Afghanistan's President Hamid Karzai promised Thursday to prosecute corrupt government officials and end a culture of impunity, speaking during an inauguration closely watched by the international community for signs that his administration is moving beyond the cronyism and graft of the past five years.
Karzai has come under intense international pressure to clean up his government, and has often bristled at the criticism of corruption leveled at him from Western powers.
After being sworn in to a second five-year term, Karzai said his government was doing whatever it could to implement reforms, and pledged that Afghan forces would be able to take control of the country's security in the next five years.
He also said he believed the "problem of international terrorism" in his country would be overcome.
"We are trying our best to implement social, judicial and administrative reforms in our country," Karzai said. "Being a president is a heavy task and we will try our best to honestly fulfill this task in the future."
The ceremony was attended by about 800 Afghan and foreign dignitaries from more than 40 countries. U.S. Secretary of State Hillary Rodham Clinton, Pakistan President Asif Ali Zardari and British Foreign Minister David Miliband were among them.
Karzai said that a conference would be held soon in Kabul to address ways to tackle corruption, and that his government would take its fight against drug trafficking seriously, prosecuting those who are linked to narcotics as well as those who are engaged in corruption.
"Those who spread corruption should be tried and prosecuted," he said. "Corruption is a very dangerous enemy of the state."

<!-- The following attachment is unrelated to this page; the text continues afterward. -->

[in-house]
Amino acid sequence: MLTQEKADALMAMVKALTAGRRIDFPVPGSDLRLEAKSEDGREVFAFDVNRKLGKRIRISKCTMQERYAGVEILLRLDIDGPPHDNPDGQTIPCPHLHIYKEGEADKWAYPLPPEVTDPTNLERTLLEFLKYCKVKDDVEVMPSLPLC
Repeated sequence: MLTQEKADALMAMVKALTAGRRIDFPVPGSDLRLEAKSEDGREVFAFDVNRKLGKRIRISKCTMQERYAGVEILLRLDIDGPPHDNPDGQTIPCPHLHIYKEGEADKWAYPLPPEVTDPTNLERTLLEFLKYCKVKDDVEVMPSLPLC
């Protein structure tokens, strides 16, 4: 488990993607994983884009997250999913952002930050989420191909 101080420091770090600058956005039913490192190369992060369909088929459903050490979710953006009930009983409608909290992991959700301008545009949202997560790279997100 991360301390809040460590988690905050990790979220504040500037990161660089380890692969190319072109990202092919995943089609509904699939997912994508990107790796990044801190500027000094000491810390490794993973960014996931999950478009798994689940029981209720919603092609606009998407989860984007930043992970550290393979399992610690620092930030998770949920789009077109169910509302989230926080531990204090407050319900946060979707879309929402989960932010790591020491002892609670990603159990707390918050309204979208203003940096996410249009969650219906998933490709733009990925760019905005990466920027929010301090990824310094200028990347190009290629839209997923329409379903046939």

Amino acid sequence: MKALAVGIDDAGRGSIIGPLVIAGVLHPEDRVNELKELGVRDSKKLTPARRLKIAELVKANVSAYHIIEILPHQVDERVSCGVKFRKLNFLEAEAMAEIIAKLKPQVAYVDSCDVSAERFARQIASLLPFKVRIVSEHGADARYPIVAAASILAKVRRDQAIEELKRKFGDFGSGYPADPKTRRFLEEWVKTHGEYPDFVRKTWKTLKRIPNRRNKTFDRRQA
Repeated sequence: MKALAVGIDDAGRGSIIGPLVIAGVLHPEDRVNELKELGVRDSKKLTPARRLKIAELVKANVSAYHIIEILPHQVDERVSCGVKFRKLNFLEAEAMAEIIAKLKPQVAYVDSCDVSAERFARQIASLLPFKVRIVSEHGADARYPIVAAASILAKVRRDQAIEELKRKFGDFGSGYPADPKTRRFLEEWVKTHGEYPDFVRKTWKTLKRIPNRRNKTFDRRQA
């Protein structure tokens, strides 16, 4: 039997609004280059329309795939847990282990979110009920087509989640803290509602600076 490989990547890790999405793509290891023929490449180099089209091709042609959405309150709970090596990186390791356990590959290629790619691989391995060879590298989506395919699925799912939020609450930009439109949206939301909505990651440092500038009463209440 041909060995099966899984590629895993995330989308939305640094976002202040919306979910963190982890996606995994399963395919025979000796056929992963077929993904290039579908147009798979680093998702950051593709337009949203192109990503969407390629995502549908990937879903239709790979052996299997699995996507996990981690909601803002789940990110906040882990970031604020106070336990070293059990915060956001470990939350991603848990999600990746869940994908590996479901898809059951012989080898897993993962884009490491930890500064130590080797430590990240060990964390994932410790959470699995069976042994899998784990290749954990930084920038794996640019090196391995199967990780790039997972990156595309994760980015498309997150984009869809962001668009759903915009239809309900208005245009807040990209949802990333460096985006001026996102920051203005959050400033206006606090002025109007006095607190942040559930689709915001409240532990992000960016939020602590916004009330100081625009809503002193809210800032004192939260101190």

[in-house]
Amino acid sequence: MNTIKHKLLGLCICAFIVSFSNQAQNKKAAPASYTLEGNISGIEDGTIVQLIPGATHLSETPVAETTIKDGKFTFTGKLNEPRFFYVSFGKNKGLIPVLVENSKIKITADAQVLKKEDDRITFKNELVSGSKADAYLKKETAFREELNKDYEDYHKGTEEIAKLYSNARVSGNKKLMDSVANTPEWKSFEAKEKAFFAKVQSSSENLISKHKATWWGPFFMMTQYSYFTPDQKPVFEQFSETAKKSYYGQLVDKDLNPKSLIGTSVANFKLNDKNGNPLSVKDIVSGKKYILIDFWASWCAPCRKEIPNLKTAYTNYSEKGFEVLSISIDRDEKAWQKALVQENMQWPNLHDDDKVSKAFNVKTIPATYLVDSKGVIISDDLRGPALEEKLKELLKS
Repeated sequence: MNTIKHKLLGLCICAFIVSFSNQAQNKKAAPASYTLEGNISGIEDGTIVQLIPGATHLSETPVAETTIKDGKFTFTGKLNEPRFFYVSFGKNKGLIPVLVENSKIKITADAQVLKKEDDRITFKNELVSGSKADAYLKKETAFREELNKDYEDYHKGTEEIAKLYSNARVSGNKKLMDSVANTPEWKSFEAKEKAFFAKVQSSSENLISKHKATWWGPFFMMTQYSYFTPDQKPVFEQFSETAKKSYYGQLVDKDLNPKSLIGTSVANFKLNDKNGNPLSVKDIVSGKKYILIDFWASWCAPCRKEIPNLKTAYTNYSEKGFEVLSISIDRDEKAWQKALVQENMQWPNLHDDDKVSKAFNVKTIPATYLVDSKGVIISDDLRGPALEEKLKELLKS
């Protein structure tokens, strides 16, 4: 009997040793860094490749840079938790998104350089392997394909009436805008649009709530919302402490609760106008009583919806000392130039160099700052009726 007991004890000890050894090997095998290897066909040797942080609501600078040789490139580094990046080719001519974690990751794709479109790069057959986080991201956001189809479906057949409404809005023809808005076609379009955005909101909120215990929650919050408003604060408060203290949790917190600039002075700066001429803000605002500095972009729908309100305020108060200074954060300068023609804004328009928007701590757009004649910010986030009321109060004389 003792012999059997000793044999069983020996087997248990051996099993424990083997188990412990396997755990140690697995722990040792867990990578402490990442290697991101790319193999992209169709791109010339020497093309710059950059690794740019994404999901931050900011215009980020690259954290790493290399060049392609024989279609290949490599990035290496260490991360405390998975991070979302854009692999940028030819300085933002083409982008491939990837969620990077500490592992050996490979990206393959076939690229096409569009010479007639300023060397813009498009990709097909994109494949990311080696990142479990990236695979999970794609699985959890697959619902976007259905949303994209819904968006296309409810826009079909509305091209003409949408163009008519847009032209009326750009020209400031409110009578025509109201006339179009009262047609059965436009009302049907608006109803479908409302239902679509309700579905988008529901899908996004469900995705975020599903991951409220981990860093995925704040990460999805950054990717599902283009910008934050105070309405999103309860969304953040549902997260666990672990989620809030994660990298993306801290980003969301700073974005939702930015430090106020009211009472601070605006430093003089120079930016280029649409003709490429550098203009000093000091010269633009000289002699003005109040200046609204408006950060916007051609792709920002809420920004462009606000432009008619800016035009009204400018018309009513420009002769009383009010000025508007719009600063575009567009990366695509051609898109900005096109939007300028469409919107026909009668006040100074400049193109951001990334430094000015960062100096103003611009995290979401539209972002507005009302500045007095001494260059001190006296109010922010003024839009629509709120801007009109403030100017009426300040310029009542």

The president insisted he would select "expert ministers" capable of providing competent leadership.
Karzai won this year's fraud-marred presidential election by default, after his main rival, Abdullah Abdullah, pulled out of a runoff, saying it was impossible for the vote to be fair.
During his speech, the president also welcomed Afghans representing all tribes and ethnicities who turned out for his inauguration and said it demonstrated national unity. He also thanked the other presidential candidates who ran in the election and invited them to contribute to the new government.
"People should know that only the votes of the people can legitimize the government," Karzai said.
Seeking to portray himself as a unifying force in the country, Karzai exclaimed, "I am the servant of all the people of Afghanistan, from every ethnicity, every tribe, from every place, from every province from every age, whether they are small children whether they are old people, women I invite all the presidential candidates to come and help in serving this nation."